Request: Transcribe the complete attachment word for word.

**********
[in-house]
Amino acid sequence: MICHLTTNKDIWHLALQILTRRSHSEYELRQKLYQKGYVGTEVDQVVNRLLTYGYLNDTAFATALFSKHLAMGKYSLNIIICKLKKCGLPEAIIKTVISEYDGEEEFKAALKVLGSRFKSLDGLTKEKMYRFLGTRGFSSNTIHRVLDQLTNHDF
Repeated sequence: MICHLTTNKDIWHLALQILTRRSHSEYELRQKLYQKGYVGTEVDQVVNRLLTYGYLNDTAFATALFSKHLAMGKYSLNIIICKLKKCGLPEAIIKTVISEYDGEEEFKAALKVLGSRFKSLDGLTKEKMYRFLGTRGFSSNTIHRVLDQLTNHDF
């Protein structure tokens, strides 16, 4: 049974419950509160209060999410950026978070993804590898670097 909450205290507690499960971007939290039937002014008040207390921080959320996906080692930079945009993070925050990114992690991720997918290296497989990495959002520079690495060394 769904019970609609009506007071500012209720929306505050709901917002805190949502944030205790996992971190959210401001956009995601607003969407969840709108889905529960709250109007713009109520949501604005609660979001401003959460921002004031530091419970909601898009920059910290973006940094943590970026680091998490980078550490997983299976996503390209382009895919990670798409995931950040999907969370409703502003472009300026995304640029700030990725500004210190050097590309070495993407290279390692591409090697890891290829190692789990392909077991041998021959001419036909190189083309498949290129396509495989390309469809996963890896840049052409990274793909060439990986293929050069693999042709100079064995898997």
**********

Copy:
[in-house]
Amino acid sequence: MICHLTTNKDIWHLALQILTRRSHSEYELRQKLYQKGYVGTEVDQVVNRLLTYGYLNDTAFATALFSKHLAMGKYSLNIIICKLKKCGLPEAIIKTVISEYDGEEEFKAALKVLGSRFKSLDGLTKEKMYRFLGTRGFSSNTIHRVLDQLTNHDF
Repeated sequence: MICHLTTNKDIWHLALQILTRRSHSEYELRQKLYQKGYVGTEVDQVVNRLLTYGYLNDTAFATALFSKHLAMGKYSLNIIICKLKKCGLPEAIIKTVISEYDGEEEFKAALKVLGSRFKSLDGLTKEKMYRFLGTRGFSSNTIHRVLDQLTNHDF
């Protein structure tokens, strides 16, 4: 049974419950509160209060999410950026978070993804590898670097 909450205290507690499960971007939290039937002014008040207390921080959320996906080692930079945009993070925050990114992690991720997918290296497989990495959002520079690495060394 769904019970609609009506007071500012209720929306505050709901917002805190949502944030205790996992971190959210401001956009995601607003969407969840709108889905529960709250109007713009109520949501604005609660979001401003959460921002004031530091419970909601898009920059910290973006940094943590970026680091998490980078550490997983299976996503390209382009895919990670798409995931950040999907969370409703502003472009300026995304640029700030990725500004210190050097590309070495993407290279390692591409090697890891290829190692789990392909077991041998021959001419036909190189083309498949290129396509495989390309469809996963890896840049052409990274793909060439990986293929050069693999042709100079064995898997």